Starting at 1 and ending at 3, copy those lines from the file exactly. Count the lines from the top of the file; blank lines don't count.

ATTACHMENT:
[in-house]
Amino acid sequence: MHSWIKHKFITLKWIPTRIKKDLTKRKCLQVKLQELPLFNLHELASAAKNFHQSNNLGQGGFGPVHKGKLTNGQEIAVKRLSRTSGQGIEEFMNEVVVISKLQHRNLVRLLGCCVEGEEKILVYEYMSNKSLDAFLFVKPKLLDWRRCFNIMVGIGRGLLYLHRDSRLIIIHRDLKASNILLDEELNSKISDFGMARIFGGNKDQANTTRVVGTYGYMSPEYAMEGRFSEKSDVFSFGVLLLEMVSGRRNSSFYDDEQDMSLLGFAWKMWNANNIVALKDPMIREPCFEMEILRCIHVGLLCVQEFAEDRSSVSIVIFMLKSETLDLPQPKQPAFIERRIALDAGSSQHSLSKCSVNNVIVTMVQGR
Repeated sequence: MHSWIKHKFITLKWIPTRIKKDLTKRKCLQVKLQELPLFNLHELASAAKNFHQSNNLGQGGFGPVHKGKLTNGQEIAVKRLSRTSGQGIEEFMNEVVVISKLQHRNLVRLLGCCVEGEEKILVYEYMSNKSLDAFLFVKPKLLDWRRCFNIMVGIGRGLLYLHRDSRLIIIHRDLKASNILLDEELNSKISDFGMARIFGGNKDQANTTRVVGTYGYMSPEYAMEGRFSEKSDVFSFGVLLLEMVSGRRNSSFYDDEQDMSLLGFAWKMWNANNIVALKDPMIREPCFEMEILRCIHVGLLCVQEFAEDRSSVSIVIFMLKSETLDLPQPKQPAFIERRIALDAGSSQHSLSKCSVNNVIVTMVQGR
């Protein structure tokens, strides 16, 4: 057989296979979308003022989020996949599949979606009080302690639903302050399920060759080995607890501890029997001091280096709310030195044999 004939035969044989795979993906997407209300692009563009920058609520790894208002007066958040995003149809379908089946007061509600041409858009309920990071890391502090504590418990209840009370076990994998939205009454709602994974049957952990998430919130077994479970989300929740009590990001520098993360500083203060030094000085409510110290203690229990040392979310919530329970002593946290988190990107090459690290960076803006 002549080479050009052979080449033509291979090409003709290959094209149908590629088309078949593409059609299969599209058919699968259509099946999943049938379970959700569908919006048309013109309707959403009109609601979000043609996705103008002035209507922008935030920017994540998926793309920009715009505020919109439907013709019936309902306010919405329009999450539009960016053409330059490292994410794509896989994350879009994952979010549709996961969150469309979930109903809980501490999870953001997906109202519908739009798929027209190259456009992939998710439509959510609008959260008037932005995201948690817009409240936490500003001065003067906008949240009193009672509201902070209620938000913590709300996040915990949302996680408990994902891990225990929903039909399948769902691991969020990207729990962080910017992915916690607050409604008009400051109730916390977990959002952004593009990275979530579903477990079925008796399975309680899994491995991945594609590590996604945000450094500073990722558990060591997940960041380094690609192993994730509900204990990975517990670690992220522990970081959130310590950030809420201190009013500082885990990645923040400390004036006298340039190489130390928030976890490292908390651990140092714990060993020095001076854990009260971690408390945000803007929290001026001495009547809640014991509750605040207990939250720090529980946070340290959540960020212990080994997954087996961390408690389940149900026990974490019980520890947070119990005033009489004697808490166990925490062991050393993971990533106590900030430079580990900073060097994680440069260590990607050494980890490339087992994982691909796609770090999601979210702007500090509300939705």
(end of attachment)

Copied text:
[in-house]
Amino acid sequence: MHSWIKHKFITLKWIPTRIKKDLTKRKCLQVKLQELPLFNLHELASAAKNFHQSNNLGQGGFGPVHKGKLTNGQEIAVKRLSRTSGQGIEEFMNEVVVISKLQHRNLVRLLGCCVEGEEKILVYEYMSNKSLDAFLFVKPKLLDWRRCFNIMVGIGRGLLYLHRDSRLIIIHRDLKASNILLDEELNSKISDFGMARIFGGNKDQANTTRVVGTYGYMSPEYAMEGRFSEKSDVFSFGVLLLEMVSGRRNSSFYDDEQDMSLLGFAWKMWNANNIVALKDPMIREPCFEMEILRCIHVGLLCVQEFAEDRSSVSIVIFMLKSETLDLPQPKQPAFIERRIALDAGSSQHSLSKCSVNNVIVTMVQGR
Repeated sequence: MHSWIKHKFITLKWIPTRIKKDLTKRKCLQVKLQELPLFNLHELASAAKNFHQSNNLGQGGFGPVHKGKLTNGQEIAVKRLSRTSGQGIEEFMNEVVVISKLQHRNLVRLLGCCVEGEEKILVYEYMSNKSLDAFLFVKPKLLDWRRCFNIMVGIGRGLLYLHRDSRLIIIHRDLKASNILLDEELNSKISDFGMARIFGGNKDQANTTRVVGTYGYMSPEYAMEGRFSEKSDVFSFGVLLLEMVSGRRNSSFYDDEQDMSLLGFAWKMWNANNIVALKDPMIREPCFEMEILRCIHVGLLCVQEFAEDRSSVSIVIFMLKSETLDLPQPKQPAFIERRIALDAGSSQHSLSKCSVNNVIVTMVQGR